A couple of weeks ago John Fowles, a former student of mine when I was teaching in the BYU Department of Germanic and Slavic Languages, wrote me from China, where he was on business. “I’ve been reading your ‘non-memoir’ Immortal for Quite Some Time,” he said, “and like it very much.” He had just read another book, The Black Penguin, by Andrew Evans, whom he had known at Oxford, and thought I might find it interesting.
Andrew Evans grew up in a large Mormon family in Ohio. He was bullied mercilessly in school. He loved geography passionately. He was a foreign-exchange student in France. He served an LDS mission in Ukraine. He was a student at BYU, where the institutional bullying was intense. He studied at Oxford, where he met the man who would eventually become his husband. He was excommunicated by the Mormons, whose community he desired. He approached National Geographic with a proposal to travel from Washington D.C. by a series of busses to Antartica, documenting his journey through social media. They liked the idea and the lively account of the precarious trip forms the narrative backbone of the book.
The Black Penguin was a window for me into the experiences and feelings of a gay Mormon. I had written about my gay brother John, also a Mormon, and had done so as well as I could. But as a straight man, I was an outsider to much of the life he led. Andrew Evans filled some of the gaps.
Evans was remarkably open with his ecclesiastical leaders about his desire for intimacy with men rather than with women. At BYU those leaders were remarkably ready to cure him of those desires: “You can start by lowering your voice. . . . And change the way you walk. Men walk tall and proud, head up, shoulders out. . . . If you start acting like a real man, then you’ll become a real man.” His art major, the Bishop advises, will surround him with homosexuals. Still awkwardly between his desire and his belief in the truth of the Mormon gospel, he becomes a geography major. None of this works, of course, and he has his first sexual experiences with a ballet dancer.
He ends up in a Vice President’s office who threatens to expel him and freeze his transcripts so they won’t transfer. That’s option A. But the kind man has a second option: “First, you will attend reparative therapy. We have a whole team of professionals who have been quite successful in correcting same-sex attraction.” Evans knows students who had agreed to such treatment and who were made to throw up while watching gay porn or who were shocked with electrodes attached to their genitals. Second, he is forbidden to associate with homosexuals. “Finally, you must write down a list of names of each and every homosexual you know on campus.” Evans reflects on the impossibility of this: “One page was not enough—there were hundreds, probably thousands, of gay students at BYU, some closeted and most of them terribly repressed. The vice president had to know that, didn’t he? But no—he didn’t. He thought he could weed us out like cockroaches on the kitchen floor.” It is an impossible choice. Evans agonizes. He is gay. He has friends who are gay. He has almost earned a college degree. He doesn’t want to be a victim or a martyr. “And so I picked up the piece of paper, set it on the desk, and began to write.”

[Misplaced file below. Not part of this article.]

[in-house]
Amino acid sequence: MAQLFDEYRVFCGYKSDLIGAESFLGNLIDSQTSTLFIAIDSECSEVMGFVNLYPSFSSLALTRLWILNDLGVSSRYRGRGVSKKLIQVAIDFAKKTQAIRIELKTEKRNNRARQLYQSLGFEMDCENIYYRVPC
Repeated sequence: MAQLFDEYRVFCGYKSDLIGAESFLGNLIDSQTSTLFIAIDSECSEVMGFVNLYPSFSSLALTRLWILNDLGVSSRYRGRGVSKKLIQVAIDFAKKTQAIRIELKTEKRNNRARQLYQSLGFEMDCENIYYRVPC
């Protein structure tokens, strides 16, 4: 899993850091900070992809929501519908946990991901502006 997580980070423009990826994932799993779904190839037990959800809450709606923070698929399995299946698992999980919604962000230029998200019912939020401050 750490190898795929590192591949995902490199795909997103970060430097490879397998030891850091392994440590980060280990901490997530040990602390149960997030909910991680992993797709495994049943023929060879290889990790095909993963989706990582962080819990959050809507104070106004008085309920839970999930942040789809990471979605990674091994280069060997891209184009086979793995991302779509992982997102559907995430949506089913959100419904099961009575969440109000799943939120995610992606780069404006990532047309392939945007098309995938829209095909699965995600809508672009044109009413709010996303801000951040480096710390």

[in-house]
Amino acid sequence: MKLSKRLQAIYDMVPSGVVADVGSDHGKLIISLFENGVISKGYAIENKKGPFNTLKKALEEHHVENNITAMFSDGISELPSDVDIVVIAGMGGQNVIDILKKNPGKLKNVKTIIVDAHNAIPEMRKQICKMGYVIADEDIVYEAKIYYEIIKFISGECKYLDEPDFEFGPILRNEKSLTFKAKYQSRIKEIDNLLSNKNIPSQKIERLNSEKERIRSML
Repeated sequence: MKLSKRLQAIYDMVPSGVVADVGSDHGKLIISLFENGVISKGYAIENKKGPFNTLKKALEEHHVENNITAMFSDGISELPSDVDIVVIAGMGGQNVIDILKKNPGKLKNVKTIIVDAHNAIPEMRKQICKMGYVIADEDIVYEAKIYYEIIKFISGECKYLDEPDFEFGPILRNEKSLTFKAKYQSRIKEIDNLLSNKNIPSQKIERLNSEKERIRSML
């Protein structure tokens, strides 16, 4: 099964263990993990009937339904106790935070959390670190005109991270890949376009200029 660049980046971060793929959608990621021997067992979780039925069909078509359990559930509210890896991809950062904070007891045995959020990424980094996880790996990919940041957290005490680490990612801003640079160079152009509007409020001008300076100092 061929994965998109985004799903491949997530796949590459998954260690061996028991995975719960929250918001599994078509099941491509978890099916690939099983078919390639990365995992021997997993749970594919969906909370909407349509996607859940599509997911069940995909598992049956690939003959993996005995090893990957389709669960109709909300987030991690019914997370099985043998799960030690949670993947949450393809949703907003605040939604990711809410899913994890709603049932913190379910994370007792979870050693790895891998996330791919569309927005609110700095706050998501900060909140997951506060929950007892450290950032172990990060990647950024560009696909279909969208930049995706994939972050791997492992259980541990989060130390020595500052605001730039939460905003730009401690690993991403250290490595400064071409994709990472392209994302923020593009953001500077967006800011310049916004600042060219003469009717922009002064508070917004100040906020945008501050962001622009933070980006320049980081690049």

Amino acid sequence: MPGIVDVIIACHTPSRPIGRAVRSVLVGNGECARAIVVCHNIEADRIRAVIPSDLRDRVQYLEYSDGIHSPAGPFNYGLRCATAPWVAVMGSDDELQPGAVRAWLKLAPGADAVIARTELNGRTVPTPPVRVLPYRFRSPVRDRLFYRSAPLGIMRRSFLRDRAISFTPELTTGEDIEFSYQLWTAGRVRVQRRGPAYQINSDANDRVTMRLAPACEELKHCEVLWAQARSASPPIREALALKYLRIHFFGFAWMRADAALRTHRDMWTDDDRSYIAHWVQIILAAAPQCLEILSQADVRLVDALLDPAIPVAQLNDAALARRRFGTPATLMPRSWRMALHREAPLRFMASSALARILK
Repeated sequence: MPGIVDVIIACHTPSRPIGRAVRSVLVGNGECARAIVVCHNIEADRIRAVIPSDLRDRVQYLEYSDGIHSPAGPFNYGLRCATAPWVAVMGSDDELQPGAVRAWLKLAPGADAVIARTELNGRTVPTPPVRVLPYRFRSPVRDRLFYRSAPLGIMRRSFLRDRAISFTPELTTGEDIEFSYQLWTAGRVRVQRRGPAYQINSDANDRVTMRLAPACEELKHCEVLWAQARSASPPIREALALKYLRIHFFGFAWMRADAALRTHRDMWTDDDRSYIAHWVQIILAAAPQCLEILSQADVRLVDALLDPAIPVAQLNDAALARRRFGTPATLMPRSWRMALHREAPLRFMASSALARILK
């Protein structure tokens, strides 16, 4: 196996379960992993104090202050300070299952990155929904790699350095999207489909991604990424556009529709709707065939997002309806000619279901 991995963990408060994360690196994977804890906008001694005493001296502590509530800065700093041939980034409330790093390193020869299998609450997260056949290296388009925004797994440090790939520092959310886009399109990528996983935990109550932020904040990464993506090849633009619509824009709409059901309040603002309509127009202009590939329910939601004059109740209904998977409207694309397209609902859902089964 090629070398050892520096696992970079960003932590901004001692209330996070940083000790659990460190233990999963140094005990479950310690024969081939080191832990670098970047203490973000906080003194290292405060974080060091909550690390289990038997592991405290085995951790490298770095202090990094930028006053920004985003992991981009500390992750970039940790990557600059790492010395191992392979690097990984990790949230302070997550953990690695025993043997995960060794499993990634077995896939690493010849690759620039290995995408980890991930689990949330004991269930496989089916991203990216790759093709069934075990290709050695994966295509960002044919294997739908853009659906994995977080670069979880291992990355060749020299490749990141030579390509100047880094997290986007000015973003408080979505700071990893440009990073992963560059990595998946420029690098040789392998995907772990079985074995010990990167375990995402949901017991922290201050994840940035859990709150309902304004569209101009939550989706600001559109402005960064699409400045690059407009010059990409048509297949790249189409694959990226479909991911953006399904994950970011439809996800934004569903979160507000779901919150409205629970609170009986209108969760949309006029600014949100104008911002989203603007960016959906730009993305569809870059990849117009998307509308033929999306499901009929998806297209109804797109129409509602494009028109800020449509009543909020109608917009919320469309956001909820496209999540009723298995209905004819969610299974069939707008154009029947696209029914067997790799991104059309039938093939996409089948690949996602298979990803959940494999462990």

Never, never have I read a sentence like that. It is an absolutely damning admission. Whose names did he write? Whose lives did he put in jeopardy? Whose trust did he betray?
Then my focus changes. Who sits in a seat of power and forces a young man to make a decision like that? An evil man serving an evil system. Goddamn both the man and the system.
There is a scene later in the book when a mostly sympathetic Bishop in England who has called Evans to be the primary chorister is required by Church leaders in Salt Lake to call him in and ask if he is a pedophile and then, again on their command, to release him from the position.
The stories are heartbreaking. The tensions arise because Evans is so intimately connected to the Church, because he loves it and its people, because he is a believer. Other than his relationship with the man he will marry and sweetly call “honey” in the book, he is a Mormon, wants to be a Mormon, practices as a Mormon. And the bastards ask if he is a pedophile and ultimately excommunicate him in a goddamned “court of love.”
Near the end of his harrowing journey, riding a bus across a thousand-mile stretch of the Pampas of Argentina, Evans says
“I saw my own childhood in the landscape—I imagined the awkward school dances, the ticking hours in church pews, and the family expectations to grow up and be as vacant and fertile as the land, framed only by evenly knotted barbed wire fences.”
And I end my account here, grateful for The Black Penguin, with a passage from nineteenth-century barbed wire advertising: “It watches with argus eyes the inside and outside, up, down and lengthwise; it prevents the ‘ins’ from being ‘outs’; and the ‘outs’ from being ‘ins’; watches at day-break, at noontide, at sunset and all night long.”